The Weight of Tearlessness

I have read a couple of great blog posts from friends the last couple of days. Both spoke about the need to face our struggles and rely on God to help us. One friend jokingly said, \”If only there were calories in tears.\” I responded to her, \”Tears take a different sort of weight off.\” As I have thought about that today, I\’ve realized that where I encourage others to have a good cry every now and then, I don\’t really take my own advice.

Sometimes I feel that if I began to cry over some of the things my life has experienced I might never stop. It\’s a strong woman image thing, and it\’s very likely the cause of many a strong woman falling ill due to keeping it all inside. I\’m not sure of all the ramifications of being \”strong\” that way, but I do know one thing about holding back the tears: eventually they turn into molten lava. The body churns, the mind thinks unlikely things, and anger takes over. And when you blow, you spew hateful and caustic words all over your victim. Who you were disappears behind bitterness and distrust.

If you are lucky, you\’ll notice what you are doing and repent. If you don\’t ever notice it, you will become a little old lady, walking down an empty hallway because folks saw you coming and decided to get out of your way so as not to become your next victim. Or you sit in your home alone, mad at a world that you feel has forgotten you, feeding on your bitterness and never realizing you are the reason no one comes to see you anymore. Sad.

I\’ve often said I would like to find a nice quiet spot all by myself, where I could cry as loud and as long as I\’d like without having to explain to anyone why I am crying. A place where no one would have to see me and wonder what\’s wrong with me and want to help me. A place of knowing that the time to ask for help will come, but first the weight of long-checked tears must be lifted.

Once emptied of all that weight the soul finds room for the help of others. God finally has room to move around and make His repairs. It\’s a long process, I imagine. We strong women didn\’t get broke overnight, after all. We became strong to be something different than what our past (or present) dictates. We built our fortresses one \”brick\” at a time. We filled in all the gaps, determined to avoid letting whatever it was that hurt us in the first place ever hurt us again.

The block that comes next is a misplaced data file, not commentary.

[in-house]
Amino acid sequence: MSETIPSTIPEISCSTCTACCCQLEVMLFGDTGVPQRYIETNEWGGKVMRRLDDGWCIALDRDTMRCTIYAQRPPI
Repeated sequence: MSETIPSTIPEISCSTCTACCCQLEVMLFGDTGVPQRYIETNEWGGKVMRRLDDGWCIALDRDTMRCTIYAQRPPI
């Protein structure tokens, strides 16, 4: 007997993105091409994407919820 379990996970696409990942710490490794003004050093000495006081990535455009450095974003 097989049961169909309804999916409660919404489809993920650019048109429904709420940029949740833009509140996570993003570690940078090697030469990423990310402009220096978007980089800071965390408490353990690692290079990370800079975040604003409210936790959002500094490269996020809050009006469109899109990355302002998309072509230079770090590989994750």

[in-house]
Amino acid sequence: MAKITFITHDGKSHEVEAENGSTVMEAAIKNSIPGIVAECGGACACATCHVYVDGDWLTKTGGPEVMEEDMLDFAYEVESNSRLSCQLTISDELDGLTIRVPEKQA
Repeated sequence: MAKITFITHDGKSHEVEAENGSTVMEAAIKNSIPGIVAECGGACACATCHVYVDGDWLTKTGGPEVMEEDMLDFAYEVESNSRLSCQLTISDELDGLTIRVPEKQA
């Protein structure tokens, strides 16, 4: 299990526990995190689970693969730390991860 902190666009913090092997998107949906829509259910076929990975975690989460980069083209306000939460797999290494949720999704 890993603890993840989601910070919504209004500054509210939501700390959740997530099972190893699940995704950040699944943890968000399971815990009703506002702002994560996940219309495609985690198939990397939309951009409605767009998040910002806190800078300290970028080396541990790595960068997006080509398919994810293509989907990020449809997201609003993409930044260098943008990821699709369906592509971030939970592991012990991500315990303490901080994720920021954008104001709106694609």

Then God….

Then God spoke to us through His Word. Or He sent someone into our lives who recognized the \”wall\” and gently pushed against it and dared to climb that wall and reach over with their love. Just as likely, a  moment happened that caused us to fall apart and our family intervened. Whatever the catalyst, God showed up, and healing began to take place.

The first realization of healing can cause a momentary relief and even a sort of euphoria. I have also found that healing isn\’t often an immediate event. Although, one great side effect of the beginning of the healing process is hope, in that we realize we don\’t have to continue in pain; there is a way out.

Unless it was an instant miracle, God is going to continue to \”grow\” us through the healing process. At times, we are going to want to push back behind our wall; after all, it\’s safe there. No one knows what our hearts are shouting. We veil our eyes to hide the truth as we tell the world we are okay.

It\’s embarrassing for a strong woman to cry in front of people about the pain of her life. It makes her feel weak. We don\’t like that feeling. So we do whatever we have to do to avoid crying, even going so far as to lie to those who love us as we swallow the bitter pill over and over and continue to cement our hearts behind the wall.

Before I get a whole bunch of comments from my dear friends who know me well, let me say this–strong women do cry, sometimes a lot. We cry over sweet little babies, sappy movies, sad books. That is a totally different type of crying, and it doesn\’t normally shame us to do that in front of people.

The kind of crying we don\’t want you to see involves loud anguished sobs, wailing, screaming, groveling. For that, we will need a mountain top, a lone cabin, and several days.

Yes, crying is a great method for weight loss. It removes the burden from our hearts and takes a load off our minds. Please pray for us. When the moment comes that our faces crumble in grief and the wall comes down, just pray. And let us cry. Close the door very quietly on your way out; and if you would, please be waiting on the other side of that door when we open it. We\’ll need those arms.






One response to “The Weight of Tearlessness”

  1. bobbie Avatar

    So true. Well done. Pretty much describes me

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